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Jun 18

Sales Tax Distribution Report & Advice

Posted on June 18, 2017 at 6:05 PM by Paige Worsham

                                           
                           June 2017

                      April 2017 Collections - June 2017 Distributions
                                             Linda S. Millsaps


It appears that April 2017 was a good month for county sales taxes. Current estimates from NCDOR indicate a total June 2017 distribution of $284.7 million to North Carolina cities and counties. This is an increase of almost $50 million over the previous month. It is also an improvement of $25.2 million over this same time last year, and $47.0 million more than two years ago.

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And once again, when Articles 43 and 46 are excluded (as these are not utilized in all 100 counties), the pattern remains essentially the same.


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What makes this particularly positive is that this reverses an earlier trend of state sales tax growth far exceeding local growth. State April over April numbers suggest 4.63% growth, as opposed to 9.71% for local governments.

It should be noted, however, that this level of increase is not in line with several state level economic indicators for the month of April.

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As the Federal Reserve graph above shows, the unemployment rate continued to decline to 4.7% in April, which is an improvement from 4.9% statewide in March and 5.0% one year ago. Similarly, personal income increased 0.43% over the previous quarter, and 2.44% over the previous year. While these are positive numbers, they are not robust.

                                               Construction Numbers

More concerning is the substantial reduction in North Carolina building permits and new home starts. Building permits in April were down 41.62% from March, and 23.03% from the same time last year. Of the eleven recognized metro areas (MSAs), only one – Hickory – showed any month over month increase at all. Nine of those same eleven MSAs actually recorded double digit declines over the previous month. Similarly, new home starts were down 37.05% compared to the previous month, and 23.32% from the same time last year.

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This building slowdown is also reflected in the employment numbers, as North Carolina shed more than 7,000 construction jobs in the last two months. Of course, we should still remember that the spring has been very positive in both these areas, so this could be part of an adjustment.

While the national construction numbers declined as well, the reduction was not as significant as here in North Carolina. Building permits and home starts have been particularly important indicators in our state over the years, as we often count on construction to jump start and extend periods of economic growth. On the upside, however, home values have increased in every MSA in the state in the last year. And generally speaking commercial rentals have also improved. Both of which could positively impact property values and property tax revenues if the trend continues.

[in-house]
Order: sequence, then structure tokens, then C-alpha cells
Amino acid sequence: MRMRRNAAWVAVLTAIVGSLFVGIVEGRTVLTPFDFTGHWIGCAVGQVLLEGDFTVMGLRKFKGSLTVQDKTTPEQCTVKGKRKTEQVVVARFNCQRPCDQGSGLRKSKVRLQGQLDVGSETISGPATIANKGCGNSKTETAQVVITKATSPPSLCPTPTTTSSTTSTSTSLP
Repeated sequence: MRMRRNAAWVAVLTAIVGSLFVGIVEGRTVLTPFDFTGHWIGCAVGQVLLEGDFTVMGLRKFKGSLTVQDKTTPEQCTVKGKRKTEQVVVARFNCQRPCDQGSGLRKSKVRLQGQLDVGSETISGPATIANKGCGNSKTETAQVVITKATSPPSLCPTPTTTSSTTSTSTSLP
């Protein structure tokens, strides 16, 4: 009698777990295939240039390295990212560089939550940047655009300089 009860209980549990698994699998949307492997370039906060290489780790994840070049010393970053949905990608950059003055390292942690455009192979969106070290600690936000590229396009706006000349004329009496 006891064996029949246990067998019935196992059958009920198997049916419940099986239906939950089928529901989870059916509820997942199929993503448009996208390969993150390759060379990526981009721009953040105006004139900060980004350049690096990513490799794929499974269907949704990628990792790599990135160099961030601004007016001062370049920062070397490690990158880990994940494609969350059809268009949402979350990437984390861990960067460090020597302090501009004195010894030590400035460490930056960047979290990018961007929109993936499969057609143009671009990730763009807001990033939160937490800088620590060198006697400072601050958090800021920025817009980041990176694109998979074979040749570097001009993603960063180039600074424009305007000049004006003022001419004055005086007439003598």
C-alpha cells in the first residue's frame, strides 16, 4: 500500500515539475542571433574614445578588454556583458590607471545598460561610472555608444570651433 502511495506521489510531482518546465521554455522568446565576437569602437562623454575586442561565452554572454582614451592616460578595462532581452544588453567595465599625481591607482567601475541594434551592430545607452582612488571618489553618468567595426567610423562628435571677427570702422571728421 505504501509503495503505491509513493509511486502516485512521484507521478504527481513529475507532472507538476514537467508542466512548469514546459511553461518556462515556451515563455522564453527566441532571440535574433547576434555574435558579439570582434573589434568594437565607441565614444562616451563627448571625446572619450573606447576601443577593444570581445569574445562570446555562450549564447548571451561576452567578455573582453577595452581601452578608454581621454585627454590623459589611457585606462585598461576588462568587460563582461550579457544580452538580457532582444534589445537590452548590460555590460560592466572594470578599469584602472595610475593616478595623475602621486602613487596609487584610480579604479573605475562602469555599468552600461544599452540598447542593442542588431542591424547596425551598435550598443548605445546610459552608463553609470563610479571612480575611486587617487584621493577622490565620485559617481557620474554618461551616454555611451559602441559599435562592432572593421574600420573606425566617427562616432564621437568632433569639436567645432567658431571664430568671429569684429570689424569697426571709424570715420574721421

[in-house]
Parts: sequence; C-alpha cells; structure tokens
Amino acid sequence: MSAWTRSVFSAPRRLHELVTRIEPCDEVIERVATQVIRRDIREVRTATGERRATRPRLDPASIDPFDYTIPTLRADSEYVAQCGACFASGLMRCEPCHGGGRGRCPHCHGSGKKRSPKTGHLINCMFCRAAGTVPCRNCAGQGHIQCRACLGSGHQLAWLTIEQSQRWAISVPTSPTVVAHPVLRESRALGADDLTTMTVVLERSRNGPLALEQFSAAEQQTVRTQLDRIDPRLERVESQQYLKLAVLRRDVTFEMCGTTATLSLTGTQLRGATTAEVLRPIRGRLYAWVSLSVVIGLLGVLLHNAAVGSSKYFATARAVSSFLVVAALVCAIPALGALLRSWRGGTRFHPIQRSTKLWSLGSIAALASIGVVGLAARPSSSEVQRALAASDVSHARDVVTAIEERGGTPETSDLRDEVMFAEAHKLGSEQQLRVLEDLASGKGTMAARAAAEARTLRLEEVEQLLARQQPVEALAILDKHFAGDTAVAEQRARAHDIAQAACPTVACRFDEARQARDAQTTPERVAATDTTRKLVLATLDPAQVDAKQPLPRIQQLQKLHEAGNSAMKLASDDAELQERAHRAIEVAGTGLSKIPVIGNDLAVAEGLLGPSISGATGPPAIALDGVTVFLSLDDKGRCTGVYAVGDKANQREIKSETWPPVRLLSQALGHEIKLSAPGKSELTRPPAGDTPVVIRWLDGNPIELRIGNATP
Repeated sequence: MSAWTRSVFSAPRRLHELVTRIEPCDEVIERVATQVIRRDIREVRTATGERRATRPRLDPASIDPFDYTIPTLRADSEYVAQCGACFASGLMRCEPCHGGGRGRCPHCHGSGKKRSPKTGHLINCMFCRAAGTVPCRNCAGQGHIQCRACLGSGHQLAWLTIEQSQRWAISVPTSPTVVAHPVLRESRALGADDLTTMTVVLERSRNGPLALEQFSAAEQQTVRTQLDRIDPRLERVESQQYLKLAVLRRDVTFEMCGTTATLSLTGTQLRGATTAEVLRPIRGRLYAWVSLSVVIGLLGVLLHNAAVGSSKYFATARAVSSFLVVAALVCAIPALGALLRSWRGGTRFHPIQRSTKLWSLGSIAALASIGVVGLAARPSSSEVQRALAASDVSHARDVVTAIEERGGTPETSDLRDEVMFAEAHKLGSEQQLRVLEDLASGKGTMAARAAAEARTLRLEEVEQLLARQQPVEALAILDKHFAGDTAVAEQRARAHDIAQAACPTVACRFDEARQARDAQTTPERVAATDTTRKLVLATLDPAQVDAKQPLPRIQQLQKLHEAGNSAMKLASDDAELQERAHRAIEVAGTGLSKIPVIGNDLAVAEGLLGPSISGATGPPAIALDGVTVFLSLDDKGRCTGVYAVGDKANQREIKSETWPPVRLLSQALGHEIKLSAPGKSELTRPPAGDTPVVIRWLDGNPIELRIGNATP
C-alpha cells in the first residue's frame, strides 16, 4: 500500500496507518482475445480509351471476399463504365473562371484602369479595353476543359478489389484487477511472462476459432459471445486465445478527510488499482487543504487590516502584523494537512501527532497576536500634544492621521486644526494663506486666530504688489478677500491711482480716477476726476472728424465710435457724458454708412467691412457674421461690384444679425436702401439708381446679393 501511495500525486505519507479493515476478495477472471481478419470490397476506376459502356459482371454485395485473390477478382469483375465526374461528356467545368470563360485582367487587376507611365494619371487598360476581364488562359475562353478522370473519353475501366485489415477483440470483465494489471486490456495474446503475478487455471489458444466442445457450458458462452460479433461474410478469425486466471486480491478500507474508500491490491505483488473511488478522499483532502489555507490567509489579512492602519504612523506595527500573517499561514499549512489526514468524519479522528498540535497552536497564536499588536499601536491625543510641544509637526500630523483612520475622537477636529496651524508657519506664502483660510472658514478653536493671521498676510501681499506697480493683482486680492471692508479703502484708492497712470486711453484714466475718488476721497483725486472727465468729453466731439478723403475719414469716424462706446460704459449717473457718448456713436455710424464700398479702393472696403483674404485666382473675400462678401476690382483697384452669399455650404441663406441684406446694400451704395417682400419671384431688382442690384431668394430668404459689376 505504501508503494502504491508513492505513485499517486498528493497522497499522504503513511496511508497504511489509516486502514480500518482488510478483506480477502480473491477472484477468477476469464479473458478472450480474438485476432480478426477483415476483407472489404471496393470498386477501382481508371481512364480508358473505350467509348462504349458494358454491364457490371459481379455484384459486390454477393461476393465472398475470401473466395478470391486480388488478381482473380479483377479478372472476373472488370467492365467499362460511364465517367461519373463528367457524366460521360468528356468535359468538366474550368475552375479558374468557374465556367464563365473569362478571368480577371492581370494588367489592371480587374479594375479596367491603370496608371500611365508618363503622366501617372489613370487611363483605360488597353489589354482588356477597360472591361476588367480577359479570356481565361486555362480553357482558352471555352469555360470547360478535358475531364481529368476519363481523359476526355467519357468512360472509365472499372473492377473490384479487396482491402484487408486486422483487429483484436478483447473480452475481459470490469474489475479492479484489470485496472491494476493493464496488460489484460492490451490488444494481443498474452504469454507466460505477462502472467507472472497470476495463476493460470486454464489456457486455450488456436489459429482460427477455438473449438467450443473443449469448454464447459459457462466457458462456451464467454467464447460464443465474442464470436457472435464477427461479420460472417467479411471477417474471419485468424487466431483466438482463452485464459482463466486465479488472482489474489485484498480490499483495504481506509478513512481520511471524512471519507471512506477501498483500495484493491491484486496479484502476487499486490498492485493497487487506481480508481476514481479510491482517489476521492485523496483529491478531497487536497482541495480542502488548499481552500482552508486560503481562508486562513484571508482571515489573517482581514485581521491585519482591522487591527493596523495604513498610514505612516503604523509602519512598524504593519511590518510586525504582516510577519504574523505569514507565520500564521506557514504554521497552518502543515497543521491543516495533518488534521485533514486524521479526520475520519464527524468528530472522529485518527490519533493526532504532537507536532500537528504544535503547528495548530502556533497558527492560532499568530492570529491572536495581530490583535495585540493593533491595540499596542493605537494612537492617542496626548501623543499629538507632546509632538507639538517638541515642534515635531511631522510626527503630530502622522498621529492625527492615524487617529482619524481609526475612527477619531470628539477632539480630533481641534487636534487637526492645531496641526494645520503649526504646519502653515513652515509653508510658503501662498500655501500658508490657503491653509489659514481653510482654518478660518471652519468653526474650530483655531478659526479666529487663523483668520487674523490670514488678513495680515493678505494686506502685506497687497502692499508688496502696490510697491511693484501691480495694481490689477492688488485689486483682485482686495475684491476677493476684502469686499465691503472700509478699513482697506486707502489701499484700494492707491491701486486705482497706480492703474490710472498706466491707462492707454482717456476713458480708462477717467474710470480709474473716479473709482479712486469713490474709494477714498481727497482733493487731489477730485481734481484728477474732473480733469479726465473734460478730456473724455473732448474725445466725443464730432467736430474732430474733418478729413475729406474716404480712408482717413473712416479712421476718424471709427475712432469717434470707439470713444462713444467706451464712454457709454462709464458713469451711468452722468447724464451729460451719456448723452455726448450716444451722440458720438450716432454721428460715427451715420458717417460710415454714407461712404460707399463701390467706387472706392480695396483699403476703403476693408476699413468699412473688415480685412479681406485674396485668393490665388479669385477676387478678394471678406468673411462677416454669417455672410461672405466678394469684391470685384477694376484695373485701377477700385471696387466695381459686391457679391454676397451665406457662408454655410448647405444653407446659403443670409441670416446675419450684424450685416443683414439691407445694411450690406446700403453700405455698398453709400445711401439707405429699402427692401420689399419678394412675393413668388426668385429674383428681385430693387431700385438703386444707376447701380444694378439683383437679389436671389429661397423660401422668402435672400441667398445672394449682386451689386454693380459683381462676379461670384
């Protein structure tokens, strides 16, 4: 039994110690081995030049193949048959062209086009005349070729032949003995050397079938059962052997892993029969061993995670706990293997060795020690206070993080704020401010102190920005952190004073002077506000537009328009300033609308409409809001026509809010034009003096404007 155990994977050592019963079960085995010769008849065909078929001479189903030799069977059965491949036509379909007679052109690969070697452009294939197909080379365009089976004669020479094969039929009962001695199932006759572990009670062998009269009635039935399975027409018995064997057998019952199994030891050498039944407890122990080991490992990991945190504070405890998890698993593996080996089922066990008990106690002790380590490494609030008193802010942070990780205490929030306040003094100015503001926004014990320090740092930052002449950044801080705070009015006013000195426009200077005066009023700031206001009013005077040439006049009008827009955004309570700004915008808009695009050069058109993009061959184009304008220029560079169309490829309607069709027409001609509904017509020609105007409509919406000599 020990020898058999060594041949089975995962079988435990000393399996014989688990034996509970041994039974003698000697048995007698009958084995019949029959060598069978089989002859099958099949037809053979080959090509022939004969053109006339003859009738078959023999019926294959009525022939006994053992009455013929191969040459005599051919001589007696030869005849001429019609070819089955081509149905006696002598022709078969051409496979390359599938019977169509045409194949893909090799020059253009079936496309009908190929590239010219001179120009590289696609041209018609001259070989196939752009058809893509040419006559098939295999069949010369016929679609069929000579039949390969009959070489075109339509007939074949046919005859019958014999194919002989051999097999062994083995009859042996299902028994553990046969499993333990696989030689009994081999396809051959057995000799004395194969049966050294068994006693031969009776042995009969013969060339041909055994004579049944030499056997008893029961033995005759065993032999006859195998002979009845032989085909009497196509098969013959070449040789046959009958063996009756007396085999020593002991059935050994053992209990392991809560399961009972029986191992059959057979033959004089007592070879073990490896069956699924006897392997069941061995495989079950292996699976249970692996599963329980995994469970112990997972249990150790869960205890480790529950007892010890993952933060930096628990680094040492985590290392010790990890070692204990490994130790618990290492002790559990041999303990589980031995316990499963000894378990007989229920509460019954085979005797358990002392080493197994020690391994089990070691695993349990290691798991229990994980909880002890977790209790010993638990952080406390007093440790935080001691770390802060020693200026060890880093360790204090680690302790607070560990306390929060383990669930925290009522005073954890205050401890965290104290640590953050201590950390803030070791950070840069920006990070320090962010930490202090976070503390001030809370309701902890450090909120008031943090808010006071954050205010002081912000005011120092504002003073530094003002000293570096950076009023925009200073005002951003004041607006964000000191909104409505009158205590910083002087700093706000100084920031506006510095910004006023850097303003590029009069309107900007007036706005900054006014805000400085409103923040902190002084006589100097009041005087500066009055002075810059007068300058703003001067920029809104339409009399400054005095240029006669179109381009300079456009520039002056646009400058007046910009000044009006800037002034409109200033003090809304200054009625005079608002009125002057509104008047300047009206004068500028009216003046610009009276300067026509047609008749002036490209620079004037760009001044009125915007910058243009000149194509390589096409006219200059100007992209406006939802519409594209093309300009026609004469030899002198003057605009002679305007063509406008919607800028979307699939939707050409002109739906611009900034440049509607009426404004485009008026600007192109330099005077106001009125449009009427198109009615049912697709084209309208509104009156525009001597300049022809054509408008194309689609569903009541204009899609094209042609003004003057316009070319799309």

As you will recall from last month’s analysis, consumer confidence has been a significant economic driver. However, those same consumers seem to have finally started to moderate their confidence and expectations. While the Conference Board’s Consumer Confidence Index remains strong, it actually fell 1.5 points in May. Economists generally credit this to continued strong employment and income prospects moderated by more limited expectations around a federal stimulus and tax reform.

Looking forward, economists continue to be a little skittish about future growth, while business leaders are more bullish. In the Carolinas Survey of Business Activity, business leaders indicated that conditions moderated some in May (as compared to April), but that they remain particularly positive when looking at the six-month horizon. Alternatively, economists, like NC State’s Mike Walden, suggest that while there is no reason for alarm, “both private and public decision makers should approach the future with caution.” The reason for his concern is a substantial decline in the NCSU Index of NC Leading Economic Indicators. The index was driven down by month over month and year over year declines in the areas of building permits, hours, and earnings.

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In closing, the county level advice remains substantially similar to the previous month. Areas with a large number of high skill workers and professionals will continue to see the largest economic benefits. Counties with a labor pool dominated by high school graduates could continue to struggle despite low unemployment. As the labor market continues to tighten, more educated but discouraged workers will return to work, which will soak up many of the available employment opportunities. Recent changes in the construction and housing markets, if they persist, could have an impact on local economies and county budgets. While the future remains positive, and current sales tax numbers are high, moderation continues to be the advice for 2017-18 county revenues.


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